achieving inclusion model

Inclusion Should Not Be a Buzz Word

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Many organizations that weren’t able to get much traction when using the word diversity started shifting to using the word inclusion. That, in itself, isn’t such a bad decision. What has made it not work for quite a few organizations is they started using a different word without changing anything else they were doing.

What’s Your Intention?

When you use the word “inclusion” do you want people in your organization to focus on behaviors that result in greater productivity, improved customer service or other business benefits?

Or do you use the word “inclusion” to describe a focused recruitment process that targets women or specific ethnic groups?

The first example has powerful, positive, proactive potential. The second example shackles inclusion to decades old approaches that are more akin to affirmative action and EEO than to a 21st century focus on retention, quality or increased market share.

Why Does It Matter?

What matters is that you have a very clear vision for what you want to achieve as a result of your focus on diversity and inclusion.

What matters is that people in your organization are clear about the distinction between affirmative action and inclusion.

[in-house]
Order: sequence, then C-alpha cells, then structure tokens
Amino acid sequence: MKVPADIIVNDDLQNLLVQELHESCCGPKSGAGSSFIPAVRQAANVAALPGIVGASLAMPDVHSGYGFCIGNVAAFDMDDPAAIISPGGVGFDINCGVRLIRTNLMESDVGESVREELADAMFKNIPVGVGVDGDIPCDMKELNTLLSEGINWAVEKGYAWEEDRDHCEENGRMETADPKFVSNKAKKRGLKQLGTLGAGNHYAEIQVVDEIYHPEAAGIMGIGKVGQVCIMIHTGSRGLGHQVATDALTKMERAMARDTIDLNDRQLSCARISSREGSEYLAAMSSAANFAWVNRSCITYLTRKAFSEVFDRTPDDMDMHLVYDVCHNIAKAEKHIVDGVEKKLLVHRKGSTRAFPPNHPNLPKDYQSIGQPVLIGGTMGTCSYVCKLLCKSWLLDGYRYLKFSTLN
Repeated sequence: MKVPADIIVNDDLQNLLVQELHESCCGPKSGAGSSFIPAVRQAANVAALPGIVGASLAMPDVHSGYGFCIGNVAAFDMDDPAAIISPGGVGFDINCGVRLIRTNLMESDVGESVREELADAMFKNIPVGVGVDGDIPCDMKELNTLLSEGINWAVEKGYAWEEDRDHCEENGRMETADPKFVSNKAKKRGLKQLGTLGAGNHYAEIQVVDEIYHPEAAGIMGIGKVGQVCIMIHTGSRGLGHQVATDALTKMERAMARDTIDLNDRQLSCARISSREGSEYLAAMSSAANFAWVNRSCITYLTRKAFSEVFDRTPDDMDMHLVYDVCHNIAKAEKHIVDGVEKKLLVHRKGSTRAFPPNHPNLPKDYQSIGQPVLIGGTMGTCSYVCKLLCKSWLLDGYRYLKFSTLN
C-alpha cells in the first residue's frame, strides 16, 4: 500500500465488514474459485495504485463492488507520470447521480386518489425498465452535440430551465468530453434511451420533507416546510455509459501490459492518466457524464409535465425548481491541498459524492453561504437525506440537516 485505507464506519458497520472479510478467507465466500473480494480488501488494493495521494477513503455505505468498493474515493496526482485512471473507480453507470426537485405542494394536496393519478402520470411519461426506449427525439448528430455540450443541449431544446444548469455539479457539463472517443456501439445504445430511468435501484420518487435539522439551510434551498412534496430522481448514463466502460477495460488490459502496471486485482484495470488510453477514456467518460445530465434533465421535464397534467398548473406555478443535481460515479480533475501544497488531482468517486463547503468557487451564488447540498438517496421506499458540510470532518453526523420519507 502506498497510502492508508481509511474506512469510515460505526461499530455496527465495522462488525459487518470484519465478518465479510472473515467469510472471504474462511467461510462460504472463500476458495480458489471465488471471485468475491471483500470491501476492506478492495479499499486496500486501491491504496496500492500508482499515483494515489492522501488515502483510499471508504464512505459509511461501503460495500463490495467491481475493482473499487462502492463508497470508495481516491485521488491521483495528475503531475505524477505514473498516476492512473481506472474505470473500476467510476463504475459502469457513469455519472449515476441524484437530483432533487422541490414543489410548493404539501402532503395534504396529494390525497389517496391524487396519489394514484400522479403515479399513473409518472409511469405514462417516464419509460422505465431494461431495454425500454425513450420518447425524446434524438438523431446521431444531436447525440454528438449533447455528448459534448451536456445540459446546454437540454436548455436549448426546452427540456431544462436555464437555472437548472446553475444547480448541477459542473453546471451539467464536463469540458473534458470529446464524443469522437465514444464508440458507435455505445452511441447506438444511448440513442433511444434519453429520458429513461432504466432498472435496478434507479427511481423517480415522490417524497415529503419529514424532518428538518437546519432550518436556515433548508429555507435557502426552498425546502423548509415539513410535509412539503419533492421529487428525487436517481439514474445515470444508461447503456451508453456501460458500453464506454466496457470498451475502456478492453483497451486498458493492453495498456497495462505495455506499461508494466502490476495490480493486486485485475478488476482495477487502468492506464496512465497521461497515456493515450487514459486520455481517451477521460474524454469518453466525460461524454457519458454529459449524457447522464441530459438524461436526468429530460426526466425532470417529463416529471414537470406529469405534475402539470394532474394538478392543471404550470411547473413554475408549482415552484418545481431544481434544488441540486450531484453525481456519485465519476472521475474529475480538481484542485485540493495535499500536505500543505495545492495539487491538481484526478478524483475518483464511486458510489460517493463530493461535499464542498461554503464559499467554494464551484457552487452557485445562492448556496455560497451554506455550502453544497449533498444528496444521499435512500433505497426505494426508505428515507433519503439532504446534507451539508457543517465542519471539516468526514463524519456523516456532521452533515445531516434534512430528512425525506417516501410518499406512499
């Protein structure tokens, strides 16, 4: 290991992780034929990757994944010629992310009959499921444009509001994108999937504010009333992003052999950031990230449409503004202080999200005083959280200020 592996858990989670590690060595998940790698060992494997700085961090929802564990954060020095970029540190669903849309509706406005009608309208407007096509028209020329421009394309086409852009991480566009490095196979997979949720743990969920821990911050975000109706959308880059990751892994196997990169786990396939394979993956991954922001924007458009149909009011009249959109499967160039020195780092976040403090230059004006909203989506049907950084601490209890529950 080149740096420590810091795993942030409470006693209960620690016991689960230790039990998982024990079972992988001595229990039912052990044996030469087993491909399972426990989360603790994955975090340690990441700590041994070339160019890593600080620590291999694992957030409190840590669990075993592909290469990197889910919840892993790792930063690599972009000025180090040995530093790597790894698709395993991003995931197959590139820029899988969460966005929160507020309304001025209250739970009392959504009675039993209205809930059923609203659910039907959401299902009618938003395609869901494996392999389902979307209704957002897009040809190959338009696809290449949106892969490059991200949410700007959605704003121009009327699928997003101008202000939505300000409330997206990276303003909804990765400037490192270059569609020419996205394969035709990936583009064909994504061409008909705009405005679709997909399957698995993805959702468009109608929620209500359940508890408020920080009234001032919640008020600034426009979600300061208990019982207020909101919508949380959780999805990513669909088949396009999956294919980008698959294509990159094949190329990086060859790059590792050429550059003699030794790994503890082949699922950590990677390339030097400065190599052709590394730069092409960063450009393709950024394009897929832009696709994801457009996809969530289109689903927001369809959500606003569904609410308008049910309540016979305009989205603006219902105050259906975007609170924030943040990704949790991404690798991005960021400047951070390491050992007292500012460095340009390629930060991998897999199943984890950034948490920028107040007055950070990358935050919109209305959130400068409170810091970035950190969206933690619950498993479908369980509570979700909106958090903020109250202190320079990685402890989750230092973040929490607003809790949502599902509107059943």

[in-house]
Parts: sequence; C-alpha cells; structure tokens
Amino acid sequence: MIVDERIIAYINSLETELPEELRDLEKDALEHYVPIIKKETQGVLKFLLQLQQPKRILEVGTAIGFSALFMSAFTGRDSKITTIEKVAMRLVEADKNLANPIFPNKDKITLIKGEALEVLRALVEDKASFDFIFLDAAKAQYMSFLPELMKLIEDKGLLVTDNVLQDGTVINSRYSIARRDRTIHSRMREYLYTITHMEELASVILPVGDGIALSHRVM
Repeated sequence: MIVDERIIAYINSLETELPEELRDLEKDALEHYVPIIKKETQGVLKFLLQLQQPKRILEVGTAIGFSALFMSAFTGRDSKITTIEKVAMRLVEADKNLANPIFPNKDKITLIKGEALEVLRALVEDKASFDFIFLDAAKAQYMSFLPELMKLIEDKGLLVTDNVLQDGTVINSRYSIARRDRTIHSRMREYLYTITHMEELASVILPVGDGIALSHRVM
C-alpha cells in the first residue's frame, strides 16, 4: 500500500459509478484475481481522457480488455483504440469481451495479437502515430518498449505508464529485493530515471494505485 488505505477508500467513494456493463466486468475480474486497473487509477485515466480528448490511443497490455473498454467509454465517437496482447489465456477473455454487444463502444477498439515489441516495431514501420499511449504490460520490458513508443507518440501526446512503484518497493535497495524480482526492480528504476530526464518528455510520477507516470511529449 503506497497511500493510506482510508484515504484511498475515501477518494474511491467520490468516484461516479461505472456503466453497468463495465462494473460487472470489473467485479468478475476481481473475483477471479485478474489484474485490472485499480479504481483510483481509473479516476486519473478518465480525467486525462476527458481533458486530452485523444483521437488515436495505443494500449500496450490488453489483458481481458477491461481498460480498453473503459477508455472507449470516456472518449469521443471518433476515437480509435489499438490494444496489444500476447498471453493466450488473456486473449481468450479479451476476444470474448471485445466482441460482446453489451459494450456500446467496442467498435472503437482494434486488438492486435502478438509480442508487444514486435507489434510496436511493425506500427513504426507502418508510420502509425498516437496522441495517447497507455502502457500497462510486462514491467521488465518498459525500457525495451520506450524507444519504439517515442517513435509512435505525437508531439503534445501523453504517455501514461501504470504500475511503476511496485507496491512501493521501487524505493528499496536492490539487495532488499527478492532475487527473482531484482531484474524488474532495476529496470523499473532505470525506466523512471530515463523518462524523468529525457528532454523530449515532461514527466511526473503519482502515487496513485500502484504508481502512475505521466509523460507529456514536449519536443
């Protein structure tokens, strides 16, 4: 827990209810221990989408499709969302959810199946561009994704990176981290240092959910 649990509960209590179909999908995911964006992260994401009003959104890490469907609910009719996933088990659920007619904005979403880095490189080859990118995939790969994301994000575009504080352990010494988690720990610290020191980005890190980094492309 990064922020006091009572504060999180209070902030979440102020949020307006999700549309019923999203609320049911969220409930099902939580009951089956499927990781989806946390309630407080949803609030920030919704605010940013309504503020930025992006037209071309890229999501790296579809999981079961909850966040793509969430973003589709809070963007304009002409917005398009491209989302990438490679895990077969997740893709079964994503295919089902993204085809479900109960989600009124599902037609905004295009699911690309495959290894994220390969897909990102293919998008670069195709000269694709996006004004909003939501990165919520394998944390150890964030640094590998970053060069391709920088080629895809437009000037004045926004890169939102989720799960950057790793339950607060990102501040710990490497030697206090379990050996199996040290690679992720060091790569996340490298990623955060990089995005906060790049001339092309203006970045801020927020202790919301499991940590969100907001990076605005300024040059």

What matters is that your managers and supervisors understand, and are able to explain to others, how paying attention to diversity and creating inclusive work environments actually help them successfully get their work done.

What matters is that – if you intend to create or maintain an inclusive environment in the workplace – you are providing employees with the training they need to behave with cultural competence.

More Than a Buzz Word

Some organizations that shifted to using the word “inclusion” in addition to (or instead of) the word “diversity” have found it to be en empowering move that enhances their ability to reach and engage more employees.

They often were able to do this because they had very clear intentions to use the change in language to indicate a different or expanded focus on employee engagement, service excellence or translation of company values into daily expression.

If you want inclusion to be more than a buzz word in your organization then you must align it with programs, policies and practices that link the focus on inclusion to the way people interact with other people.

Remember: inclusion is about the ways you relate, the values you demonstrate and the culture you create!

Achieving Inclusion

If your diversity and inclusion strategy is going to be successful you must balance your activities among four key areas.

Achieving Inclusion Model from Diversity Trends LLC


  1. Awareness: What do I need to know or understand?
  2. Alignment: Why is this important to my (or my organization’s) success?
  3. Action: What do I need to do (and say)?
  4. Accountability: How (and when) will I measure – and celebrate – progress?